Saito Soma (Inui Kazuomi in Omoi, Omoware, Furi, Furare)
Intentionally performed ambiguously
Q: All four main characters of this work, including Kazuomi who you voice, are very kind and good-natured, which is why their unrequited feelings are so dramatic. What did you think when you read the original manga, Saito-san?
When I heard about the audition, it was right when I had to travel a long distance, so I figured I’d read Vol.1 on the way. I started reading, and I just couldn’t stop *laughs*. There are some manga that make me want to marathon them all in one go, and this was definitely one of them.
Q: The original manga is 12 volumes in total. How many days did it take you?
I marathoned it in about two days! But when I first read it, I got pretty jealous of Kazuomi. I thought he was really attractive at the start, and it was like I was perceiving the story from the perspective of Akari-chan, who’s captivated by him. I found my emotions being swayed by his words and actions the same way as her… *laughs*
Q: How did you grasp Kazuomi’s character?
I auditioned for both Kazuomi and Rio, but I was surprised when I was selected for Kazuomi. After that, I read the original work again, and saw that he valued the balance between him and the people around him, very much wanting harmony. Sometimes it goes well and sometimes it doesn’t, so people will have quite different views of him, making me think that he seems like a vague, elusive character.
There’s a scene where he says to Akari-chan, “Fall in love with me, then.” “See? You can’t fall in love with someone just like that.” It makes Akari-chan’s heart skip a beat, but for Kazuomi, he really meant what he said. He was simply saying, “Falling in love isn’t that easy, right?” Kazuomi’s words end up having different meanings depending on the views and state of mind of the receiver. So, I tried not to restrict the implication too much, so that the viewer wouldn’t see it as “He definitely thinks this way.” That way, the audience can experience it in different ways.
For example, one approach is to simplify it, making the emotions clear like “this part is spoken with anger,” “here he says he accepts it, but on the inside he really doesn’t.” But in Kazuomi’s case, I thought it was important to keep his statements ambiguous in a good way. He probably doesn’t have a clear-cut idea of what he feels either. So perhaps that aforementioned scene also made his heart beat faster, or perhaps he thought nothing of it. Starting partway through the recording, I deliberately tried to blend those feelings and thoughts together.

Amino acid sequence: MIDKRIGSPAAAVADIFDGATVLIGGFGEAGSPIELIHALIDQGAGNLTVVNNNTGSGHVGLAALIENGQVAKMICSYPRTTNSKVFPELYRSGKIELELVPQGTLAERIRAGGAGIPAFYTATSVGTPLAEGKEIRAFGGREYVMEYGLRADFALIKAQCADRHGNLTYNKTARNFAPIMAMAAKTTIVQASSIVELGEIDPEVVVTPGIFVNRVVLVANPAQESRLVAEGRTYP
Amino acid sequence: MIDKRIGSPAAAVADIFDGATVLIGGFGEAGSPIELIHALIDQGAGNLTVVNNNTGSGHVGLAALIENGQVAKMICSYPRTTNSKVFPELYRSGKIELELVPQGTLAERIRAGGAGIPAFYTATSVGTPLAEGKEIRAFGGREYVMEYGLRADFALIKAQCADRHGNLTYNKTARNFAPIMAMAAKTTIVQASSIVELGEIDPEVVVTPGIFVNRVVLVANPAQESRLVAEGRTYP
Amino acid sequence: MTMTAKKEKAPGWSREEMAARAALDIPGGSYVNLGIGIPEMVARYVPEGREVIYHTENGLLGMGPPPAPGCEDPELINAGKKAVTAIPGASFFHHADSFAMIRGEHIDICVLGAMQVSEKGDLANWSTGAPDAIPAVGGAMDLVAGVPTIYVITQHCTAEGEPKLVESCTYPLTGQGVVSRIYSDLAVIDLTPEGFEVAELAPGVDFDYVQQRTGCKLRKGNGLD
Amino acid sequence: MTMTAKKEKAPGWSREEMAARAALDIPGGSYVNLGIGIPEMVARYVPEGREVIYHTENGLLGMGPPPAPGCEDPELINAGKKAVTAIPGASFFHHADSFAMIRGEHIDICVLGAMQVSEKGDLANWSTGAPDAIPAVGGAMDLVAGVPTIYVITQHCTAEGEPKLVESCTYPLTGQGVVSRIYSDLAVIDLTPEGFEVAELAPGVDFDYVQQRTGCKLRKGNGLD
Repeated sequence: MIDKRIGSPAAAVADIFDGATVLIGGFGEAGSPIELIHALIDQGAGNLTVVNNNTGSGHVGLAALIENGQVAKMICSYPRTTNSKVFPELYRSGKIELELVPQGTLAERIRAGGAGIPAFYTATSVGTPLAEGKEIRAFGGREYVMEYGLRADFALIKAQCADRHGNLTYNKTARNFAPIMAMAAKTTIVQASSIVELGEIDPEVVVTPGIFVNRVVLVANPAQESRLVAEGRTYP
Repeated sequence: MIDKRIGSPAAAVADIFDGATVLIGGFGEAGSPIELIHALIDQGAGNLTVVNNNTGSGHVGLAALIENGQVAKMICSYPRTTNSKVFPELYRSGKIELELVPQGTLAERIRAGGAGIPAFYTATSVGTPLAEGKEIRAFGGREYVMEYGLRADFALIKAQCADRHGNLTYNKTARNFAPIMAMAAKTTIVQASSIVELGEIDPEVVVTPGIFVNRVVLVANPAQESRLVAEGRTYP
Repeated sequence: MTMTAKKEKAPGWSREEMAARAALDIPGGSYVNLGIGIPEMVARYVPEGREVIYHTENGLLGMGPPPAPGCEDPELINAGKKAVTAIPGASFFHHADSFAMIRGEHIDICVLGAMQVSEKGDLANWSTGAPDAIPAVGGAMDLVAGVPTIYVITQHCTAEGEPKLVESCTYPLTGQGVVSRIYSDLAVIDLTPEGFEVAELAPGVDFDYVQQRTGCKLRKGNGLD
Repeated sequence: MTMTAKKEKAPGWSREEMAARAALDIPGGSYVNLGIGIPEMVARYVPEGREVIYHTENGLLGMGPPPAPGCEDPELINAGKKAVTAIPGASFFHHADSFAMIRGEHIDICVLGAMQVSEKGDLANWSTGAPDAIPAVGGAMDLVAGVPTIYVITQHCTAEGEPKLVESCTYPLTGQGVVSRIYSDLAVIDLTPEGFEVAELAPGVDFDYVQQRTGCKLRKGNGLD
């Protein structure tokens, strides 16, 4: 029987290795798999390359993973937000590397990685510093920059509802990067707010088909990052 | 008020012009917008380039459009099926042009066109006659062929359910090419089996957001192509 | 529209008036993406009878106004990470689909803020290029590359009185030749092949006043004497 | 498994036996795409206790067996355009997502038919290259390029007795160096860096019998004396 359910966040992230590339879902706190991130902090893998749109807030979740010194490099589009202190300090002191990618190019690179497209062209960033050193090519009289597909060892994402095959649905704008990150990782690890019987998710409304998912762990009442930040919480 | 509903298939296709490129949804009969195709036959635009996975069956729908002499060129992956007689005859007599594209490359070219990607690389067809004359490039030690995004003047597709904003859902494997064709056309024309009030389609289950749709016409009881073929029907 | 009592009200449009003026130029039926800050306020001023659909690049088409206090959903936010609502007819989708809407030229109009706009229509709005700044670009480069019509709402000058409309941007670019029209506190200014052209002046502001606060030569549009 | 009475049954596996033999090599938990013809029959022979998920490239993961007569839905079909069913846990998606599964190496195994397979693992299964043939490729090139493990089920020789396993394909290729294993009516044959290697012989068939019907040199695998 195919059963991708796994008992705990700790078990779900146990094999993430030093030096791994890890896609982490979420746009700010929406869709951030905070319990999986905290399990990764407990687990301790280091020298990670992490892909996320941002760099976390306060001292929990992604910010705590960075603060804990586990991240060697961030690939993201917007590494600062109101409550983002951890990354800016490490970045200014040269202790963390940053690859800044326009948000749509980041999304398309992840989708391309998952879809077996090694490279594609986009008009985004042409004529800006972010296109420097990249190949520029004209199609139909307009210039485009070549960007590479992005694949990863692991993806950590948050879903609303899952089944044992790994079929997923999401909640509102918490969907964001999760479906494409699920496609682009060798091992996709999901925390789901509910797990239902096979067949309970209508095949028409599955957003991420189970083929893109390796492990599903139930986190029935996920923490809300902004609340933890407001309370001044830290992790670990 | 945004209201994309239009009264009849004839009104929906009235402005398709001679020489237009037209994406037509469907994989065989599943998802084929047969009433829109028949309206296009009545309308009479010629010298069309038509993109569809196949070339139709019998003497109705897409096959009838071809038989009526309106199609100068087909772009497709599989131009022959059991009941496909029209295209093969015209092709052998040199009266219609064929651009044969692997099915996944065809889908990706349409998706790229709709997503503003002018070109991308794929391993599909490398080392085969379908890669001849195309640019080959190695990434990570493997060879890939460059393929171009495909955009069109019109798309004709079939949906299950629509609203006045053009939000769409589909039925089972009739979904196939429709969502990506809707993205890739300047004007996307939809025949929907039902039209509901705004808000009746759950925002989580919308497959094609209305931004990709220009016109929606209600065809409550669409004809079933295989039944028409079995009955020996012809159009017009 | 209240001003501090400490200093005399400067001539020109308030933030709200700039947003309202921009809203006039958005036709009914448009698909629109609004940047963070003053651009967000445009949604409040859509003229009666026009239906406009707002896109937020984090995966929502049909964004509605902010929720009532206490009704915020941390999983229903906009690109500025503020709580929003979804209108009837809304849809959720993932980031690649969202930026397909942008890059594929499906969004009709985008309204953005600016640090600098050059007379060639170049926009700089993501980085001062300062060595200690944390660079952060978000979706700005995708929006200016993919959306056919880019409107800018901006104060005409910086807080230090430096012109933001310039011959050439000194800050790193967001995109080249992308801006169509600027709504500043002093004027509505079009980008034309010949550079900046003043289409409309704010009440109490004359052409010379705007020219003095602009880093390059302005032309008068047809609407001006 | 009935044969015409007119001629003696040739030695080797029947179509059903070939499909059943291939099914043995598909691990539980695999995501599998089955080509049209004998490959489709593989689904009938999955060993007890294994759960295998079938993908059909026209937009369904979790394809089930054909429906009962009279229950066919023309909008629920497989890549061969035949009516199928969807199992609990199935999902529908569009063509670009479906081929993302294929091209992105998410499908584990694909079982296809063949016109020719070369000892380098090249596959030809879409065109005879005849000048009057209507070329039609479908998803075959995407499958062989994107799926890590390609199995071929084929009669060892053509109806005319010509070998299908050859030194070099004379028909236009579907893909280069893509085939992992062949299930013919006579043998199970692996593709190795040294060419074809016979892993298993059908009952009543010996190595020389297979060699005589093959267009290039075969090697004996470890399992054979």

Q: So, since he was ambiguous, you intentionally kept it that way in your acting.
Yes, it’s a style of acting I’ve never done before. Kazuomi is a type of character I haven’t voiced much to begin with, so there were a lot of challenges in it for me. Thanks to this, I feel like I understand now that sometimes it can be fine to keep things ambiguous, and sometimes it’s okay to accept that.
It’s definitely important to convey things in a proper, easy-to-understand way, but sometimes there are lines that are complicated and difficult to convey. After all, sometimes I don’t even know what my own feelings are. I used to think that acting was about thoroughly analyzing that, but I was able to discover a different approach. This work taught me that there are probably many other feelings like this too.
Since they try so hard, it gets complicated
Q: It seems that Kazuomi gradually develops an interest in Akari as well. What do you think he found attractive in her?
Akari-chan is shown falling in love with Kazuomi, but Kazuomi’s side isn’t really shown directly. He also has less monologues than the other three characters. I think that ties into his elusiveness too… So, when I first read the script, I knew how he felt because I read the original manga, but many people would be finding out about FuriFura for the first time through this movie. I wondered how I could make it easy for those viewers to understand. But actually, there are scenes scattered around that make you think “Was he conscious of Akari-chan just now?” without using voiced lines. It really shows in his glances and slight changes in breathing. When I saw the completed version, I thought, “Kazuomi liked Akari-chan from the start, huh?”
Q: Indeed, when I watched it, his tone of voice would be blunt but his mouth would be slightly smiling. I felt that Kazuomi’s character was expressed through both the animated acting and the vocal acting.